By Jeremy Hallock
By James Khubiar
By Observer Staff
By Kelly Dearmore
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By Rachel Watts
By Lauren Drewes Daniels
Cary Brothers isn't a household name yet, but it's been pretty hard to escape his music ever since his acoustic ballad "Blue Eyes" appeared on the Grammy-winning soundtrack to 2004's Garden State. In the interim, Brothers has released two EPs, and his folksy pop has served as the emotional backdrop to just about every cool show on television, but it wasn't until this year he released his debut LP, Who You Are. Curious, we asked the self-made artist what took him so long.
"Blue Eyes" became one of the breakout hits of the Garden State soundtrack. Why didn't you follow up its success by immediately releasing an LP?
I wasn't ready, to be really honest—mentally and in a lot of other ways. I knew I didn't want to put a record out just because I could sell some because of Garden State. I didn't have the money at the time, either, so I knew I couldn't go into the studio to make the record I really wanted to make. Another thing that was important to me was getting on the road and touring. I've been touring pretty much nonstop for three years now. That was really important to me, to make sure the live show would be up to the record and vice versa.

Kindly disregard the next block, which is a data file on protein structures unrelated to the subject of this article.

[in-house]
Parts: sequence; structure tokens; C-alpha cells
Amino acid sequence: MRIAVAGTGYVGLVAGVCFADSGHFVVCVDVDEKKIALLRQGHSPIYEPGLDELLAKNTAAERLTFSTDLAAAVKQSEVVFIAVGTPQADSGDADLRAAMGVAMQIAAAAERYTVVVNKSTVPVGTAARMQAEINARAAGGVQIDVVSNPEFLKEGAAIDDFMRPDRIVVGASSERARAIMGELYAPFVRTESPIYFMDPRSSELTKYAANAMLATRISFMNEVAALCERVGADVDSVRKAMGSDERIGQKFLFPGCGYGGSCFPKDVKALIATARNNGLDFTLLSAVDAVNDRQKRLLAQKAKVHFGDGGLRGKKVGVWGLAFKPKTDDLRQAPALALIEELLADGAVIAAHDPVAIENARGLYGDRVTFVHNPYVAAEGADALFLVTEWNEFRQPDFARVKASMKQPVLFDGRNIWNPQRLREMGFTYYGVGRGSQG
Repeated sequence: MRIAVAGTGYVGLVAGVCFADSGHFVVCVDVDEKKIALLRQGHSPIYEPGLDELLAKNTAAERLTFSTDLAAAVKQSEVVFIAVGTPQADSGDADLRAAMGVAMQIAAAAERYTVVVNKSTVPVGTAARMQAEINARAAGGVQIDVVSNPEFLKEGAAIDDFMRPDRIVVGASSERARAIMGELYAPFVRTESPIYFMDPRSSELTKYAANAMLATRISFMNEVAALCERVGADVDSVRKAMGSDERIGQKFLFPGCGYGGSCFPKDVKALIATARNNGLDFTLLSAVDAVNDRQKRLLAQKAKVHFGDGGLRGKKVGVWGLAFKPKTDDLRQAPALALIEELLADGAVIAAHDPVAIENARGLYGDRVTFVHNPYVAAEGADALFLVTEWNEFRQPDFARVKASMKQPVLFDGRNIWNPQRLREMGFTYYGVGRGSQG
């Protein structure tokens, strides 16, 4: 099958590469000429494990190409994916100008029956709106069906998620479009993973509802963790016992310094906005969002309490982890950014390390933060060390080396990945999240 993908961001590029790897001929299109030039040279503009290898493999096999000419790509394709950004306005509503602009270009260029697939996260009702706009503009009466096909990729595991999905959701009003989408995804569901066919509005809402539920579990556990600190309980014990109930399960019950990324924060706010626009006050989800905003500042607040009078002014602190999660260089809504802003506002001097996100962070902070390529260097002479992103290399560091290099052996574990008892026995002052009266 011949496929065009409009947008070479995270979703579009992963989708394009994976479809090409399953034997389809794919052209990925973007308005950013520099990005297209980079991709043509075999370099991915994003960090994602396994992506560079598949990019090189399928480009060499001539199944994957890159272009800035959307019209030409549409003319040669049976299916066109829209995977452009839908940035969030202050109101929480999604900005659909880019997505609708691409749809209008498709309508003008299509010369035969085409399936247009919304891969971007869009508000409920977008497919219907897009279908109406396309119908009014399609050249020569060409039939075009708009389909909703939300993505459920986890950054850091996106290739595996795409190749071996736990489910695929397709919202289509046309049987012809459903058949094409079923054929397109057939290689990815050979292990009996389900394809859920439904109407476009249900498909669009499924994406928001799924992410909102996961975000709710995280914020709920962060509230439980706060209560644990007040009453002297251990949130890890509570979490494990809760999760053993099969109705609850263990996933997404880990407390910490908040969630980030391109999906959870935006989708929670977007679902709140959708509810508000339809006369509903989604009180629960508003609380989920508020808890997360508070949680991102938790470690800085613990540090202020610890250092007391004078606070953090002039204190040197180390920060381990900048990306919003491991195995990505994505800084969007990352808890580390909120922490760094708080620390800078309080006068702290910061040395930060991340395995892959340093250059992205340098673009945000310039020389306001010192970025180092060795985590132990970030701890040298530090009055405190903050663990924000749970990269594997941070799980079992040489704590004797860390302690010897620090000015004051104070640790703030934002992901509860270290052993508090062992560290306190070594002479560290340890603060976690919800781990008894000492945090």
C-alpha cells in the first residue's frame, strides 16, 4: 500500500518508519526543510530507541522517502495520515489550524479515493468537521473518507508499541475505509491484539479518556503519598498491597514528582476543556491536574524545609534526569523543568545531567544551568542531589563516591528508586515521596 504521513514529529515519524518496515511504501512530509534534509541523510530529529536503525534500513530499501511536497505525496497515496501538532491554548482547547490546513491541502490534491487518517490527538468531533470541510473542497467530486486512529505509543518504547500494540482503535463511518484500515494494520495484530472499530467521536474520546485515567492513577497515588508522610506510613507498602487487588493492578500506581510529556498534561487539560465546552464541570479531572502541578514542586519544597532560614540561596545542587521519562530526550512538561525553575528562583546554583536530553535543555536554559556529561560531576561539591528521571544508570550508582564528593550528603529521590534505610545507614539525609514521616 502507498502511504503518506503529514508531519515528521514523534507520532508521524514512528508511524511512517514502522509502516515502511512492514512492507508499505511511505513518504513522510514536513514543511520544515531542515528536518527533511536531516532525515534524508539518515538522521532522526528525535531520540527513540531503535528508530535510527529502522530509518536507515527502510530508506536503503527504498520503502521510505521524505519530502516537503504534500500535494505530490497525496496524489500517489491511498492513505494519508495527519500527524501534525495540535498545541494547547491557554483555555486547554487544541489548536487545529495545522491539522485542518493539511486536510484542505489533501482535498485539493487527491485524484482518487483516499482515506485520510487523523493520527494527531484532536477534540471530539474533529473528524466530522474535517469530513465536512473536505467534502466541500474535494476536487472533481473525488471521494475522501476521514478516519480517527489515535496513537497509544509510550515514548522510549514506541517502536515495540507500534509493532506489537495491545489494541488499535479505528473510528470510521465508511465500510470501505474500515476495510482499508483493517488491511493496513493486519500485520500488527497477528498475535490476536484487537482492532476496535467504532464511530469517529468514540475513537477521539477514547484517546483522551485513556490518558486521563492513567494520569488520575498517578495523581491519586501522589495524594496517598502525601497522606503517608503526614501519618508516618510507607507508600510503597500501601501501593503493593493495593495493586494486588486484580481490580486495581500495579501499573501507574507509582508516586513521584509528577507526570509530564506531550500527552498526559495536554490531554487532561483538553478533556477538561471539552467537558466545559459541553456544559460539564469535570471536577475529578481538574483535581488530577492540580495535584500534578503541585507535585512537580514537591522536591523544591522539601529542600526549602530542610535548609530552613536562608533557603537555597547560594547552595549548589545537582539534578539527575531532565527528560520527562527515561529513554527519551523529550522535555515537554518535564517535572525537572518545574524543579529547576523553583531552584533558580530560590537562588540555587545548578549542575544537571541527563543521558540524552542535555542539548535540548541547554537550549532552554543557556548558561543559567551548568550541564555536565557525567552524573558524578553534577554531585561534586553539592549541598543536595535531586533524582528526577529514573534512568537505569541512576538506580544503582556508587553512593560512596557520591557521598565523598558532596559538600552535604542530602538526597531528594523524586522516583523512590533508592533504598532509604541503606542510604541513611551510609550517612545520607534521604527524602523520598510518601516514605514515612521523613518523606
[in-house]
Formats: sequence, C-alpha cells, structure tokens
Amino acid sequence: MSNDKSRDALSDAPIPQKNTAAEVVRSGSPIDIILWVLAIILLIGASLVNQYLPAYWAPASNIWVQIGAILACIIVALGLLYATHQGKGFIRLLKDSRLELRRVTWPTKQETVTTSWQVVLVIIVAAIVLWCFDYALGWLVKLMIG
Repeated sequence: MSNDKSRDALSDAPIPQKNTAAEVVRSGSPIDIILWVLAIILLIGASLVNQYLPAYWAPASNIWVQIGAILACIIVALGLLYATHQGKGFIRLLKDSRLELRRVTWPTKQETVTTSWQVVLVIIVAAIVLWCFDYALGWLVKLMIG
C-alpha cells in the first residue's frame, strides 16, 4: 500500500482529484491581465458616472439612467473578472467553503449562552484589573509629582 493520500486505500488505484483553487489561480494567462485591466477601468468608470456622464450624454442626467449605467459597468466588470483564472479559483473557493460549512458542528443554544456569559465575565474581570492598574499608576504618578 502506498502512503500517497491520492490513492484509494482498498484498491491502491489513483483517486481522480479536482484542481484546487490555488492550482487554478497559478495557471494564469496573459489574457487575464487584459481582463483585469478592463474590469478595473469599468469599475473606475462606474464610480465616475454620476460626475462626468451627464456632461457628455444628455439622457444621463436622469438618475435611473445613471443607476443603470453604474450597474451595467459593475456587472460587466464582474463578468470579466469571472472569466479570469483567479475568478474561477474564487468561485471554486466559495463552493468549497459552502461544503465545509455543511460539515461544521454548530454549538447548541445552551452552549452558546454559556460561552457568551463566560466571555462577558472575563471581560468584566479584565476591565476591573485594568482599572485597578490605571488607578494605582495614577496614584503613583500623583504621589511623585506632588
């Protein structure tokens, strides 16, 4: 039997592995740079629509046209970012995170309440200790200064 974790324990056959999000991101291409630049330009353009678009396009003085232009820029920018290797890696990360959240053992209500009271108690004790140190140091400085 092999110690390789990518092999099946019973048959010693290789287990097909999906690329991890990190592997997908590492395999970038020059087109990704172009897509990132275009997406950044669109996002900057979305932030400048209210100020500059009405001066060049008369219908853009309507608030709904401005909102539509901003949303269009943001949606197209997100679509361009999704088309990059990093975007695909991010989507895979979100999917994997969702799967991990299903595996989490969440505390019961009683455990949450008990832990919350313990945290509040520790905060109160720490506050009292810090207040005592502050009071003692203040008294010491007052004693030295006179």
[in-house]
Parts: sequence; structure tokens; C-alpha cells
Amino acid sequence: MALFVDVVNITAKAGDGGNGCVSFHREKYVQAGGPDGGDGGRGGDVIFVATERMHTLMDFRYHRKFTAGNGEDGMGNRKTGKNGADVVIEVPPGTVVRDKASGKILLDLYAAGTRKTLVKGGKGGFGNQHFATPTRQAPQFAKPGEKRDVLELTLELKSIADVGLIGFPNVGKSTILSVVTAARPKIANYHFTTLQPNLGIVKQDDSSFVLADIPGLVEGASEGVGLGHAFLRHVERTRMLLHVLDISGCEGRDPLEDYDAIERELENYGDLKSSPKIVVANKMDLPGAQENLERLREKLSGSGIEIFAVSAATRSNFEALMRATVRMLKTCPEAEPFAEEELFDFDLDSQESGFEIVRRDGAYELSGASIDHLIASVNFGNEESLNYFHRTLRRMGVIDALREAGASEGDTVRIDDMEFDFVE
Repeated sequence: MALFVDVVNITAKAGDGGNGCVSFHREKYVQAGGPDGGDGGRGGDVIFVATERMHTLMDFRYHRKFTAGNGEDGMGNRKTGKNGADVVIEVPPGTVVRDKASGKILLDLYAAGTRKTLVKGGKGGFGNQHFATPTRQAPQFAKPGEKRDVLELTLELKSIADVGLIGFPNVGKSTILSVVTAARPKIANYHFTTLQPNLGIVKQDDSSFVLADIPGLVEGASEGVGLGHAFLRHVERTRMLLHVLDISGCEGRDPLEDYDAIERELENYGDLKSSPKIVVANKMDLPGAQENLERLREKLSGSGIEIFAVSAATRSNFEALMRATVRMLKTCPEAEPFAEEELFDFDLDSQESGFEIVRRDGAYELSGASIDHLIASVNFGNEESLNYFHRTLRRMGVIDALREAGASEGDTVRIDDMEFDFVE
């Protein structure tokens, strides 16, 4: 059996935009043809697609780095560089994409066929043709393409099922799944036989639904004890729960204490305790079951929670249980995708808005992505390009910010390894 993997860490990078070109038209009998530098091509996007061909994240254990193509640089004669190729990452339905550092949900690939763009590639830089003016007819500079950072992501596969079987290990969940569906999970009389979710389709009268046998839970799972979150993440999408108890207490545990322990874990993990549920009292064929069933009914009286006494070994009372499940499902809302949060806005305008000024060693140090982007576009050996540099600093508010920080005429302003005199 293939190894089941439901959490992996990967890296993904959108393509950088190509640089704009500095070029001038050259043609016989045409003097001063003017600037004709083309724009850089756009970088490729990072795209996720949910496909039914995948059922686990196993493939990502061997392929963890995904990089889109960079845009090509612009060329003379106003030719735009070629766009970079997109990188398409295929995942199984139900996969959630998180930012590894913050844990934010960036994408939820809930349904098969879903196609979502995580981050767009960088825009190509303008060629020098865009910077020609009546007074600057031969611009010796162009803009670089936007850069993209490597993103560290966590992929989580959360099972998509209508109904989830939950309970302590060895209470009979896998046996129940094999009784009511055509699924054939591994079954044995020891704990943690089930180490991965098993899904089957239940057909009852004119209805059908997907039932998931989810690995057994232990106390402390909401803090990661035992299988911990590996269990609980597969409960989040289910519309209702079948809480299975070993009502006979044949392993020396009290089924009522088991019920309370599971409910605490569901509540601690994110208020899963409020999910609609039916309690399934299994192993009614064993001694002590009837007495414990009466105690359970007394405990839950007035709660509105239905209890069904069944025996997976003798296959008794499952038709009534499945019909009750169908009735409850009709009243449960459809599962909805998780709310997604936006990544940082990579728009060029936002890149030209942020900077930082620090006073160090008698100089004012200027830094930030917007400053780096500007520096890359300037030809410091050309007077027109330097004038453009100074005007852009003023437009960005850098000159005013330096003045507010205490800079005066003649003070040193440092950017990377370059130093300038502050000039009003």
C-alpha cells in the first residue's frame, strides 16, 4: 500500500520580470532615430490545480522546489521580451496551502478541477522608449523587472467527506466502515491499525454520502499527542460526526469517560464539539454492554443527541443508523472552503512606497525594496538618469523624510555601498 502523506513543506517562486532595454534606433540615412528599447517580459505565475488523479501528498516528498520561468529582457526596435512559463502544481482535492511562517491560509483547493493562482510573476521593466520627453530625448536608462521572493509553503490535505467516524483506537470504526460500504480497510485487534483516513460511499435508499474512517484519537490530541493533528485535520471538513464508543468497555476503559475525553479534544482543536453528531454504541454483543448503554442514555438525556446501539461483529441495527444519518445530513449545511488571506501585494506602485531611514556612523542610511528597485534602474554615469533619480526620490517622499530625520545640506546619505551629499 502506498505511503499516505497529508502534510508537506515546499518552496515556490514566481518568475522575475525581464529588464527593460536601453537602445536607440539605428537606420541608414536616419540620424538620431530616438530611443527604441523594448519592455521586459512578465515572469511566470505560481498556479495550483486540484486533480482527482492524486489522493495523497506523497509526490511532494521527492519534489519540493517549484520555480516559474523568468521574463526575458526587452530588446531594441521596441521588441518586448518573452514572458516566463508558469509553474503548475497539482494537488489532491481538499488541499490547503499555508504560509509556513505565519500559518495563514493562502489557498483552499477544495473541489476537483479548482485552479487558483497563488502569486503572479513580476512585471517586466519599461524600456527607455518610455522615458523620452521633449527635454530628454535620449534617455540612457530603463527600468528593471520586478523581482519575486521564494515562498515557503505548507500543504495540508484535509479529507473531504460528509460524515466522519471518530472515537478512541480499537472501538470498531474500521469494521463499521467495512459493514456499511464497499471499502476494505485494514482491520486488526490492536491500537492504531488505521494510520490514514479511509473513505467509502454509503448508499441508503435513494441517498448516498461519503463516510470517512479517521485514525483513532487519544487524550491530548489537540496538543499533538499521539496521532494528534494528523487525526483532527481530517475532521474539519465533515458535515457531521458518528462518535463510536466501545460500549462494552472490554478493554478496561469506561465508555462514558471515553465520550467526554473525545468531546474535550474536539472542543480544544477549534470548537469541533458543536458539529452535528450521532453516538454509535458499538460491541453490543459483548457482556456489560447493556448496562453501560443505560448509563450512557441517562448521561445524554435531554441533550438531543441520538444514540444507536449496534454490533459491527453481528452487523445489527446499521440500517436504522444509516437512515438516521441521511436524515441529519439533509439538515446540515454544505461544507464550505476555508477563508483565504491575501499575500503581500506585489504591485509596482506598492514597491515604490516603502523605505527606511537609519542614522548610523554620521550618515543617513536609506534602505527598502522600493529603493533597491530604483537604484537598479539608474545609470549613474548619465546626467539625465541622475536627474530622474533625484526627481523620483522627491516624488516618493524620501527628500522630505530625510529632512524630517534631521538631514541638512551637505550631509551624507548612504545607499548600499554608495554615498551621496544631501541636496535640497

You also remained independent after Garden State. Why?
Labels wanted me to make another record of "Blue Eyes," and that was never what I wanted to do. I love that song, but it's not representative of everything I do. I knew if I put a record out at the time, I would've had to do "Blue Eyes" all the time, maybe even a "Blue Eyes" remix.
So instead you turned the Internet into your own personal marketing tool—including MySpace, back when it was novel— and, along with touring, expanded upon the following Garden State had given you.
[The Web site] looks like there's a real label or machine behind it, but no one knows I'm actually doing it in my room with boxes of CDs while I'm sitting around in my underwear. The luck I had with Garden State—I wanted to earn that luck with hard work. I wanted to build a fan base, a real fan base, that wasn't just about one song.
Where do you get your independent streak?
I'm not so good with authority. I've been working in this industry awhile, and I've seen enough dumb people do stupid things in my name. Finally, I had to step up and do it all myself. You don't get multiple chances at doing something like this.
You've finally signed with a label, but a small one: Blue Hammock Records.
It's the first time I don't have that kind of control anymore—and I'm slowly letting it go. If I didn't have other people doing some of this stuff, my brain would have exploded by now.